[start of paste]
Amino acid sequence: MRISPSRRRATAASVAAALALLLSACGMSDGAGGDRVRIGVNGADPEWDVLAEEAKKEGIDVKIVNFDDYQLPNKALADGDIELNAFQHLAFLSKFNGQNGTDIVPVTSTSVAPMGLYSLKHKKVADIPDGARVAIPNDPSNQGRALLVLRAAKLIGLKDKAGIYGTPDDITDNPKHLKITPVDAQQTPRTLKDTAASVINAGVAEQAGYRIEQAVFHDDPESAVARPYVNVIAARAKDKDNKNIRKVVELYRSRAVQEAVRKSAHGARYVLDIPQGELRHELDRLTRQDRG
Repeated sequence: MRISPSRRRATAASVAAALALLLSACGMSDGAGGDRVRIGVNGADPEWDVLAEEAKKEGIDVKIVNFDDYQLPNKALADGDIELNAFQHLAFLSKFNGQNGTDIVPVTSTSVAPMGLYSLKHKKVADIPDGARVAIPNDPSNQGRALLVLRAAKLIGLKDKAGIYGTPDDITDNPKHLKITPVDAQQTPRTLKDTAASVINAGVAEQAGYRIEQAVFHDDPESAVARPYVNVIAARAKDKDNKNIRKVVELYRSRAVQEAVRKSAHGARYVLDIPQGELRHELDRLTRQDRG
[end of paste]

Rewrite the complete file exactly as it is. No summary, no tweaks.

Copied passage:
Amino acid sequence: MRISPSRRRATAASVAAALALLLSACGMSDGAGGDRVRIGVNGADPEWDVLAEEAKKEGIDVKIVNFDDYQLPNKALADGDIELNAFQHLAFLSKFNGQNGTDIVPVTSTSVAPMGLYSLKHKKVADIPDGARVAIPNDPSNQGRALLVLRAAKLIGLKDKAGIYGTPDDITDNPKHLKITPVDAQQTPRTLKDTAASVINAGVAEQAGYRIEQAVFHDDPESAVARPYVNVIAARAKDKDNKNIRKVVELYRSRAVQEAVRKSAHGARYVLDIPQGELRHELDRLTRQDRG
Repeated sequence: MRISPSRRRATAASVAAALALLLSACGMSDGAGGDRVRIGVNGADPEWDVLAEEAKKEGIDVKIVNFDDYQLPNKALADGDIELNAFQHLAFLSKFNGQNGTDIVPVTSTSVAPMGLYSLKHKKVADIPDGARVAIPNDPSNQGRALLVLRAAKLIGLKDKAGIYGTPDDITDNPKHLKITPVDAQQTPRTLKDTAASVINAGVAEQAGYRIEQAVFHDDPESAVARPYVNVIAARAKDKDNKNIRKVVELYRSRAVQEAVRKSAHGARYVLDIPQGELRHELDRLTRQDRG